- Running time
- Experiments
- Observations
- Doubling hypotheses
- The \(\sim\) notation
- Order of growth
- Orders of growth plot

- The cost of software includes the cost of developing, running, and maintaining it. We will focus on the cost of running it only.
- Two main costs
- time
- space (memory)

- Running time is more critical than memory usage and we’ll focus on it.

- To get the running time of a program, we can perform experiments: just run the program and measure its running time using some kind of stopwatch.
- But it's dificult to measure running time exactly due to the way modern computer systems operate. Computers run several (user & system) threads concurrently by interleaving them in time, etc.
- Luckily approximate measurements suffice for our purpose.
Kotlin provides a standard library called

`kotlin.system.measureTimeMillis`

for measuring the time it takes to execute a code block. So runningwill execute the body of the code block and returns the running time in milliseconds in the variable`val time = kotlin.system.measureTimeMillis { /* body of code block */ }`

`time`

.Kotlin also provides another library called

`kotlin.system.measureNanoTime`

that works exactly the same way as`kotlin.system.measureTimeMillis`

except that it returns the running time in nanoseconds.

- Most problems solved by a program has a
*natural problem size*that characterizes the difficulty of the computational task. - This problem size is either the size of the input or the value of a command-line argument.
- The running time increases with problem size, but the amount and rate of increase depends on the program’s algorithm.
- The running time is relatively insensitive to the input itself; it depends primarily on the problem size.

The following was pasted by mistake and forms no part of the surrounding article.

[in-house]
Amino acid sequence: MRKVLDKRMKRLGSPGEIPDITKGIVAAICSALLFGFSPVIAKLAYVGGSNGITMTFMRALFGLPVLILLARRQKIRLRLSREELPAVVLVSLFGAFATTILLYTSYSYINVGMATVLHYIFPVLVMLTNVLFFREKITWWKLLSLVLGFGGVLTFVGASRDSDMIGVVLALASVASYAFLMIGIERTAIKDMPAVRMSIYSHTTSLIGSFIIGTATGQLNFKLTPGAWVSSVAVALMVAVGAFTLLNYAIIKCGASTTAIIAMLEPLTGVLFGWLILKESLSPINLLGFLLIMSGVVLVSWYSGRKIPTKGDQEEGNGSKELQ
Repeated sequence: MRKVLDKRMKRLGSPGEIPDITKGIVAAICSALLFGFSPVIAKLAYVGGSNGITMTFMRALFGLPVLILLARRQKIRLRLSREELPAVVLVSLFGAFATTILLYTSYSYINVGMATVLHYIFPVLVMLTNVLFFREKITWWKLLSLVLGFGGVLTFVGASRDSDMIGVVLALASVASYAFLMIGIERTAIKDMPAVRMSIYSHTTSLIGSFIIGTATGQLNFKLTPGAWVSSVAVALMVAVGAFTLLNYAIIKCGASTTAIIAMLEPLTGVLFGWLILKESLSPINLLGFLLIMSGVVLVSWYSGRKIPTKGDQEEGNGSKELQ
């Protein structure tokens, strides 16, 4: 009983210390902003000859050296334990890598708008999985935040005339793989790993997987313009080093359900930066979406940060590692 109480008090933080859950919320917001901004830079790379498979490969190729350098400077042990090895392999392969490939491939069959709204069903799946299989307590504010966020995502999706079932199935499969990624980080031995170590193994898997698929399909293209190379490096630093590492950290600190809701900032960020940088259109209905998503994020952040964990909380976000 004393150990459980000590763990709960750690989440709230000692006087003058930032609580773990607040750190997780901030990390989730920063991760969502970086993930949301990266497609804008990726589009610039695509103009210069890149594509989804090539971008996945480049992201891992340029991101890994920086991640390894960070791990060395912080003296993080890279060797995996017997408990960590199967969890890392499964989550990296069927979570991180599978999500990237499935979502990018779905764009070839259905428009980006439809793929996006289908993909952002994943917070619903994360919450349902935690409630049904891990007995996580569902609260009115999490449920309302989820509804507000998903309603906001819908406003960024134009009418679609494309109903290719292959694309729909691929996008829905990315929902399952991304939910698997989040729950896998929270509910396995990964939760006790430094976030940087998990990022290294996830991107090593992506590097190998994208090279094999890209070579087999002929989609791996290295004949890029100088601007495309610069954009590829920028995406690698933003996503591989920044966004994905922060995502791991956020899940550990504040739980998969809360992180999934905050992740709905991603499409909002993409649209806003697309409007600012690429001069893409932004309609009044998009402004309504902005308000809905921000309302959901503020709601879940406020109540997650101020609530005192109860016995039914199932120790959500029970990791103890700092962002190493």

- For many programs, we can formulate a hypothesis for the following question:
*What is the effect on the running time of doubling the size of the input?* - We can write a test harness that takes some other program and runs it on a range of sizes that increases as the powers of 2.
- By plotting the graph of input size against running time we can get the answer to our doubling hypothesis.

- Let \(f\) and \(g\) be functions on \(\mathbb{N}\). We write \(\sim f(n)\) to represent any quantity that, when divided by \(f(n)\), approaches 1 as \(n\) grows without bound. We also write \(g\sim f\) (or \(g(n)\sim f(n)\)) to indicate that \(g(n)/f(n)\to 1\) as \(n\to\infty\).
- For example \(n(n-1)(n-2)/6 \sim n^3/6\).

- For many programs, the running time \(T(n)\) of a program on input of size \(n\) satisfies the relationship \(T(n) \sim c f(n)\) where \(c\) is a constant and \(f(n)\) is a function known as the
*order of growth*of the running time. Typically, \(f(n)\) is a function such as \(\log n\), \(n\), \(n\log n\), \(n^2\), \(n^3\), etc. - Common orders-of-growth:

description | function | factor for doubling hypothesis |
---|---|---|

constant | 1 | 1 |

logarithmic | log n | 1 |

linear | n | 2 |

linearithmic | n log n | 2 |

quadratic | n^{2} |
4 |

cubic | n^{3} |
8 |

exponential | 2^{n} |
2^{n} |